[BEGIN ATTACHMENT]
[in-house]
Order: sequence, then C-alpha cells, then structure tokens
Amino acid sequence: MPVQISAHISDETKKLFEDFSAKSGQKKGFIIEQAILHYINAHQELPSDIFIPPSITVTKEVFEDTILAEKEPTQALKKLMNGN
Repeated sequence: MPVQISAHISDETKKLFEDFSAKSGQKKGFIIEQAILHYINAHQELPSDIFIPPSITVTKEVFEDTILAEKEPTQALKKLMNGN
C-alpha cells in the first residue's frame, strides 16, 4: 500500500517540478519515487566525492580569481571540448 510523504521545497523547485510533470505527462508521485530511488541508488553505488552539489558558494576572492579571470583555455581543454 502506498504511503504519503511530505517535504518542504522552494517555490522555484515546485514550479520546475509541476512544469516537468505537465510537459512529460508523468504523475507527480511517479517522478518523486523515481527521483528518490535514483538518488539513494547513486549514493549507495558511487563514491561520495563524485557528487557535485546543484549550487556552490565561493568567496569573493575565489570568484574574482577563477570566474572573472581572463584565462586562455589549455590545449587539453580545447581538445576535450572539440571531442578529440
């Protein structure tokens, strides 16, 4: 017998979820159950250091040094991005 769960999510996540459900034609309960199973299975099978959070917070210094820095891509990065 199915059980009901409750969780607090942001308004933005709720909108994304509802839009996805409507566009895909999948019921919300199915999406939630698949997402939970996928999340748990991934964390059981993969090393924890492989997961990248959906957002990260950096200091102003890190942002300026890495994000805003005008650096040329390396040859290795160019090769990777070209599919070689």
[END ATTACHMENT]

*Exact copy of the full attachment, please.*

[in-house]
Order: sequence, then C-alpha cells, then structure tokens
Amino acid sequence: MPVQISAHISDETKKLFEDFSAKSGQKKGFIIEQAILHYINAHQELPSDIFIPPSITVTKEVFEDTILAEKEPTQALKKLMNGN
Repeated sequence: MPVQISAHISDETKKLFEDFSAKSGQKKGFIIEQAILHYINAHQELPSDIFIPPSITVTKEVFEDTILAEKEPTQALKKLMNGN
C-alpha cells in the first residue's frame, strides 16, 4: 500500500517540478519515487566525492580569481571540448 510523504521545497523547485510533470505527462508521485530511488541508488553505488552539489558558494576572492579571470583555455581543454 502506498504511503504519503511530505517535504518542504522552494517555490522555484515546485514550479520546475509541476512544469516537468505537465510537459512529460508523468504523475507527480511517479517522478518523486523515481527521483528518490535514483538518488539513494547513486549514493549507495558511487563514491561520495563524485557528487557535485546543484549550487556552490565561493568567496569573493575565489570568484574574482577563477570566474572573472581572463584565462586562455589549455590545449587539453580545447581538445576535450572539440571531442578529440
């Protein structure tokens, strides 16, 4: 017998979820159950250091040094991005 769960999510996540459900034609309960199973299975099978959070917070210094820095891509990065 199915059980009901409750969780607090942001308004933005709720909108994304509802839009996805409507566009895909999948019921919300199915999406939630698949997402939970996928999340748990991934964390059981993969090393924890492989997961990248959906957002990260950096200091102003890190942002300026890495994000805003005008650096040329390396040859290795160019090769990777070209599919070689």